Q?What do you recommend to paint concrete floors?
 Intercoastal’s Polyamide Cured Epoxies can be an excellent choice for this job. They are tough enough to tolerate a good amount of foot and forklift traffic, and they are flexible enough to resist cracking or chipping caused by dropping tools, etc onto the floor.
Having said this, there are several things that must be considered before painting your concrete floor with these products.
a. The concrete must be clean and dry and free of oil, dirt, or other contaminants.
b. The concrete must either be at least 6 months old or the salts that form on a fresh slab must be removed before painting.
c. Fire Hazard – All sources of ignition must be removed and kept out of the area while the paint is being applied. This is because of the flammability of the epoxy paint before it has dried. All pilot lights, light switches or electric motors that might spark, or any other ignition source whatsoever must be removed or made inoperative during painting.
d. Slip Hazard – After the epoxy has dried the surface can become extremely slippery if it becomes wet. Water condensing from the atmosphere, (sometimes referred to as “sweating”), or other liquids spilled on the floor can cause a very serious slip hazard.
e. Intercoastal’s Epoxies can easily be applied by roller. Just mix in the appropriate amount of activator, allow it to set for 30 to 45 minutes, mix again and roll on as is, without thinning. One gallon should cover about 250 square feet. Two coats 24 hours apart are recommended. A 72 hour cure time is required for the epoxy to fully develop its film properties, but it can tolerate light traffic overnight. Be sure to use a roller cover that is made for epoxies or other paints with hot solvents. Throw the roller cover away after the epoxy on it has completely cured.
Q?What type of degreaser do you recommend for steel?
A product called “Simple Green” made by Sunshine Makers Inc. in Huntington Harbour, California seems to work very well. In order to prevent leaving a residue the manufacturer sometimes recommends reduction with water. A couple of good things about Simple Green are that it is zero VOC and completely biodegradable. You can learn more from the manufacturer.
Q?How do I figure the coverage I can expect from one gallon of paint?
Paint coverage is basically influenced by three factors.
a. Volume Solids(VS) of the paint is the volume of everything that is left after all the liquids have evaporated out of the film.
b. Transfer Efficiency (TE) of the painting process is simply an estimate of how much of the paint actually reaches the substrate and how much is lost due to overspray or other factors.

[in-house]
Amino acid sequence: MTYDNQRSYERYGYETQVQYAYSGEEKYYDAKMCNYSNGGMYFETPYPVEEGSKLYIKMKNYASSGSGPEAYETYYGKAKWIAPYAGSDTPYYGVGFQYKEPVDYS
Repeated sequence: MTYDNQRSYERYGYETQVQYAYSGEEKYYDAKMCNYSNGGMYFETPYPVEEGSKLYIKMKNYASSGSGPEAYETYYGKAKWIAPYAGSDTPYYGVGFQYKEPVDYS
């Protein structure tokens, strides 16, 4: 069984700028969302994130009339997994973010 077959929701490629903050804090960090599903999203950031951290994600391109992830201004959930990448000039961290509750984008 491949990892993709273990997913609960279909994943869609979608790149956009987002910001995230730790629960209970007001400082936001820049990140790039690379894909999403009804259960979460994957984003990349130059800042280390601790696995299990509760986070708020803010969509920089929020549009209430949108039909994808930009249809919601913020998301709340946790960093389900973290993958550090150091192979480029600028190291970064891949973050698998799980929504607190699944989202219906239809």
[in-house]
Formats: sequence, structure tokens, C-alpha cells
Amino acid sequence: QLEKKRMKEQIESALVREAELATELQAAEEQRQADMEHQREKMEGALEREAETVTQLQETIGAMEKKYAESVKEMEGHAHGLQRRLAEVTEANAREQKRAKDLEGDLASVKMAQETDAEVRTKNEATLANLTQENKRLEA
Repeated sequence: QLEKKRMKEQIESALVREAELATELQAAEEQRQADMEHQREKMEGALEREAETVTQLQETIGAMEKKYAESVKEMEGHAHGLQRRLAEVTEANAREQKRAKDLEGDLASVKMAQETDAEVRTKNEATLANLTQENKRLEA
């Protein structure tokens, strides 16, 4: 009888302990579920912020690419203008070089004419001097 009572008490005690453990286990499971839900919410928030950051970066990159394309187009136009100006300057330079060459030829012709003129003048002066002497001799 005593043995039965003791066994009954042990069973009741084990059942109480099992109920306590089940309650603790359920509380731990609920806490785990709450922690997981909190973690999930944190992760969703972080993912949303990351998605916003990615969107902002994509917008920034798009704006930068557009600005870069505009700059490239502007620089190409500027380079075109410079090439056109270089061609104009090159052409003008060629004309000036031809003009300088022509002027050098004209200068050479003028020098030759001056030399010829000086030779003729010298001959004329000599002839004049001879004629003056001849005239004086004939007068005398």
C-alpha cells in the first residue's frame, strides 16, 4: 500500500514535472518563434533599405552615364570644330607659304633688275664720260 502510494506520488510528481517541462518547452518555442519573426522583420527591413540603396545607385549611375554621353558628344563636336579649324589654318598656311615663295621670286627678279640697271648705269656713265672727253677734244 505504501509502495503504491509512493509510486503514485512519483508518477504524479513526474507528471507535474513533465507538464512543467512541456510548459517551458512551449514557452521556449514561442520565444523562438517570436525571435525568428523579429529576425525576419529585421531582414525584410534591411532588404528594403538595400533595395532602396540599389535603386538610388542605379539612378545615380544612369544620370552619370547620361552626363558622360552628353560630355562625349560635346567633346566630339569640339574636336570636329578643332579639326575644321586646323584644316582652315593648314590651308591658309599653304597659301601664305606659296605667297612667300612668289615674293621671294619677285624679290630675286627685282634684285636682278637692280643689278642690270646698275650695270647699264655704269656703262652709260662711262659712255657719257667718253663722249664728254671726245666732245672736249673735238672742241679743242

c. Dry Film thickness (DFT) required. In the US this is commonly expressed in mils, where one mil is equal to one thousandth of an inch (.001 “)
Now, if you have one gallon of a paint that is 100% Solids by Volume, and could apply it without any loss (100% Transfer Efficiency) it would cover about 1600 square feet with a film of one mil (.001”).
However, few paints are 100% Solids by Volume, and few painting processes, if any, have 100% Transfer Efficiency, and few Dry Film Thickness requirements are exactly 1 mil.
So, your estimated coverage after taking these three factors into account would be:
((VS X 1600)/DFT) X TE
Where VS and TE are expressed as decimal fractions and DFT is expressed in mils
Example: Consider a coating that is 33% VS, applied at an 85% TE, at a DFT of 1.5 mils. Your estimated coverage would be ((.33 X 1600) X 1.5) X .85 = 299.2 square feet per gallon
Q?On occasion I see the paint specification SSPC Paint Specification No. 25 called out as a shop primer for structural steel. What is this, and does your water-based shop primer meet this specification?
SSPC Paint Specification No. 25 is written for a linseed oil/alkyd oil-based shop primer which requires 36 hours to dry. SSPC 25 has no quantitative performance requirements such as water resistance, weathering, or flexibility. Our water-based shop primers conform to SSPC Paint Specification No.15 Steel Joist Primer/Metal Building Primer. This specification has water resistance, weathering, and flexibility requirements.
Q?Are your water-based shop primers compatible with any fire resistive coatings?
Yes, our water-based shop primers have been tested with several fire resistive coatings by the manufacturers of the coatings. Our technical people can help you determine which fire resistive coatings have been certified compatible with our water-based shop primers.
Q?What ratios do I use when mixing your epoxies and polyurethanes with the proper activators or catalyst?
Intercoastal’s activated and catalyzed products are mixed by volume in a ratio of: Four parts paint to One part activator or catalyst.
You should mix only as much as you think you might need because the mixed product will eventually go solid. Any ratio of four to one by volume will do. You could measure 4” and 1” in a coffee can if you need only a small amount to finish a job.